It’s Complicated (2009): Alec Baldwin and Meryl Streep have excellent chemistry in this film. Ten years after divorcing, (Streep) and Jack (Baldwin) go out one night in New York. After a few drinks and some reminiscing of their marriage, they embark on a love affair. Confused and excited, they try to hide their happenings from their family and friends. However, this bittersweet adventure doesn’t run smooth. Featuring John Krakinski and Steve Martin, “It’s Complicated” is a comedic reflection of whether or not we can honor that the decisions we made were right.
Love Actually (2003): Various vignettes compose this rom-com, as viewers follow the lives of eight different couples living in contemporary England. December before Christmas in London makes the perfect backdrop, giving all viewers the warm-fuzzy feeling, and with the heartwarming stories laced in enhances the overall film. Featuring the talents of Hugh Grant, Colin Firth, Emma Thompson, and Keira Knightley, “Love Actually” is a classic romantic comedy that holds your attention with its various stories glued together. You will fall in love with everyone just as much as they do with each other in this film.
When Harry Met Sally (1989): Brought to you by rob Reiner, “When Harry Met Sally” poses the question of whether men and women can just be friends. Billy Crystal and Meg Ryan star in this film as two friends who meet each other over the course of several years. Crystal believes that men and women can be friends without sex getting in the way. Ryan disagrees, as some women believe that what can seem a simple compliment can be called out as a pass. This film traces Harry and Sally through their relationships, as Harry and Sally meet up and reminisce over love lost. Ryan and Crystal’s chemistry is flawless, as life takes them back to each other various times. The soundtrack is also pretty stellar, as Harry Connick Jr. is the main attraction of it. This film will leave viewers sure that love isn't hopeless, and worth the risk.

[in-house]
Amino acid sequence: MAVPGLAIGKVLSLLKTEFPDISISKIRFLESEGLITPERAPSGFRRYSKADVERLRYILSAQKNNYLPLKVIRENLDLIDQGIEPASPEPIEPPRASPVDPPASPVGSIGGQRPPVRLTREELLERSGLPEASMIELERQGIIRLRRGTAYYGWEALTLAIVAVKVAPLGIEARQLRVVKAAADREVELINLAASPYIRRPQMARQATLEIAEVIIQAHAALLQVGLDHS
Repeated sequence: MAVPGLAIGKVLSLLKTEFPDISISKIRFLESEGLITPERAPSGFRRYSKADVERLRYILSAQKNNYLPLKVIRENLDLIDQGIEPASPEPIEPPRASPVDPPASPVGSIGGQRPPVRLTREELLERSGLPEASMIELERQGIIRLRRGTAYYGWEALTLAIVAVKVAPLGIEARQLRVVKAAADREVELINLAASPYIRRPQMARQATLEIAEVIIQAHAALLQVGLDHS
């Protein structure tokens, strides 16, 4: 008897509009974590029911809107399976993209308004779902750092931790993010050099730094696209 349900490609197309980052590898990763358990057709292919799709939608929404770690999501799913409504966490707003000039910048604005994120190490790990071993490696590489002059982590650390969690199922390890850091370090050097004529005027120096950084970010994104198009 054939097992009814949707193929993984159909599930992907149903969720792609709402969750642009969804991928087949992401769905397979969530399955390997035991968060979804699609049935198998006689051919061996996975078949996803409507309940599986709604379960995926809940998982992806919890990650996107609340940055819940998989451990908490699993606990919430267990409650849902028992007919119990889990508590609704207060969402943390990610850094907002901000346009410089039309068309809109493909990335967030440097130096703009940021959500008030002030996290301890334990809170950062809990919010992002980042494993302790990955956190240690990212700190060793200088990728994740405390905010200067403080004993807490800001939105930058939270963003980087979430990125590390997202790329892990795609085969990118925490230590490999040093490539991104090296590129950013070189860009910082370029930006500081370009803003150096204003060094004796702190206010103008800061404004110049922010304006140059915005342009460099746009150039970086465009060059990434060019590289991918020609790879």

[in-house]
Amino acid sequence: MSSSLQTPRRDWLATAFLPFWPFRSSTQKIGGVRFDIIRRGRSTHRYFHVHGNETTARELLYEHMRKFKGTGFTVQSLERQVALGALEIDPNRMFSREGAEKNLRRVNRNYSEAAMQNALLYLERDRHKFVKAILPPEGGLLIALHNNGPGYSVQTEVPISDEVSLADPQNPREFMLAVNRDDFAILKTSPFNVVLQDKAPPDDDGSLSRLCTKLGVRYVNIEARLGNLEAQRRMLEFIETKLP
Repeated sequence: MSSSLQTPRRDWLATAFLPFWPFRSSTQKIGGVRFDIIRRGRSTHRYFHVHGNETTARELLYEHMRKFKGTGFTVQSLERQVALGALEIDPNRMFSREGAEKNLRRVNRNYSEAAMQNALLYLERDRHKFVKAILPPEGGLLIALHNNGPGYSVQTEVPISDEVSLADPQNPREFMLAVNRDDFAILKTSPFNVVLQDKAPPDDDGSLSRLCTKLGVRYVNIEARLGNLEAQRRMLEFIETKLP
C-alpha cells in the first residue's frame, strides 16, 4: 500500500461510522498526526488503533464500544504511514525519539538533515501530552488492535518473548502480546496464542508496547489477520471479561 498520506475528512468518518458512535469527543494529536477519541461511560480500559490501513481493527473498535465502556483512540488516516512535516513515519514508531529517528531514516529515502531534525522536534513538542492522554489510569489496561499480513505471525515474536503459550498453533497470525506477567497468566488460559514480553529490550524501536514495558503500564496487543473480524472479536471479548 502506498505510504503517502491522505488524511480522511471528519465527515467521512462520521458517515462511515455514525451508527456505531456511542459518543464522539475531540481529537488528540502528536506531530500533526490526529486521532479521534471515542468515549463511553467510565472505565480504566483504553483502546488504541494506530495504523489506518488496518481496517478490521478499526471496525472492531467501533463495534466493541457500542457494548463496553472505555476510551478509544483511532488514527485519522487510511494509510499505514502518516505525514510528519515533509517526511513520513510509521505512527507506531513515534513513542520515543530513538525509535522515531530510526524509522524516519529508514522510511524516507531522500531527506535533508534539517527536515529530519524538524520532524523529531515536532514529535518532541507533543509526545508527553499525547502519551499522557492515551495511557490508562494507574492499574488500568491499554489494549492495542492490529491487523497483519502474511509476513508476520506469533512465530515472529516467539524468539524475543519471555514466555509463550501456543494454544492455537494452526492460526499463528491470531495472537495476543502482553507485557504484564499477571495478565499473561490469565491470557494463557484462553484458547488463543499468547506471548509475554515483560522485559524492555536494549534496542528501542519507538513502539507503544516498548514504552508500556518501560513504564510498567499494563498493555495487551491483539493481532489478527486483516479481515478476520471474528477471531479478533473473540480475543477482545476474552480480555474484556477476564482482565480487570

French Kiss (1995): A disheartened Kate (Meg Ryan) heads to Paris, in fear that her fiancé is straying from her. On her flight, she meets Luc (Kevin Kline) a Frenchman, and their meeting drags her into his plant smuggling. Kate searches the country for her fiancé with Luc, but the time they spend together makes them fall for each other. Ever twisting and turning, their adventure teaches them that sometimes if you let go of someone, you can find someone better when you least expect it. Quirky and light-hearted, “French Kiss” is a wonderful film that proves you can find love in the most peculiar places.
27 Dresses (2008): Stuck being a bridesmaid for 27 weddings, Jane (Katherine Heigl) is about to be one for the twenty-eighth time. This wouldn’t be such a big deal if the man her sister was marrying wasn’t someone she had been secretly in love with for quite a while, plus plan the wedding. When she meets Kevin (James Marsden), her world gets turned upside-down further, as he clings onto her possibly to advance his own career as a writer. This film is a lighthearted reminder of how even when things seem completely hopeless, it is important to stay true to yourself. Even if you always say yes to others, it is important to put yourself first every now and again. Although it is a pretty stereotypical chick-flick, “27 Dresses” is a must-see for anyone who loves staring at James Marsden for a good couple hours.